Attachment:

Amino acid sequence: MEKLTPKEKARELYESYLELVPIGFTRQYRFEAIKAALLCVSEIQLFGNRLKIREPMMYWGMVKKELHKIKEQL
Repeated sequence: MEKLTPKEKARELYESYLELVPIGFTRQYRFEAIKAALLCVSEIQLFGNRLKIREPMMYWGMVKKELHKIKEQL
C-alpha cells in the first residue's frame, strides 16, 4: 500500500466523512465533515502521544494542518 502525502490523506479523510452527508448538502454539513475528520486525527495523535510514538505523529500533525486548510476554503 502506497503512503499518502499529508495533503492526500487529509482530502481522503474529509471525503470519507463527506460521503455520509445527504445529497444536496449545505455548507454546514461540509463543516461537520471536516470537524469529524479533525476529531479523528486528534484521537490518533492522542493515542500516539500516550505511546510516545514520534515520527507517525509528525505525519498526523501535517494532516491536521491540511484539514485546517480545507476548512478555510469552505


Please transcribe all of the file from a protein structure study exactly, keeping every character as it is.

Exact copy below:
Amino acid sequence: MEKLTPKEKARELYESYLELVPIGFTRQYRFEAIKAALLCVSEIQLFGNRLKIREPMMYWGMVKKELHKIKEQL
Repeated sequence: MEKLTPKEKARELYESYLELVPIGFTRQYRFEAIKAALLCVSEIQLFGNRLKIREPMMYWGMVKKELHKIKEQL
C-alpha cells in the first residue's frame, strides 16, 4: 500500500466523512465533515502521544494542518 502525502490523506479523510452527508448538502454539513475528520486525527495523535510514538505523529500533525486548510476554503 502506497503512503499518502499529508495533503492526500487529509482530502481522503474529509471525503470519507463527506460521503455520509445527504445529497444536496449545505455548507454546514461540509463543516461537520471536516470537524469529524479533525476529531479523528486528534484521537490518533492522542493515542500516539500516550505511546510516545514520534515520527507517525509528525505525519498526523501535517494532516491536521491540511484539514485546517480545507476548512478555510469552505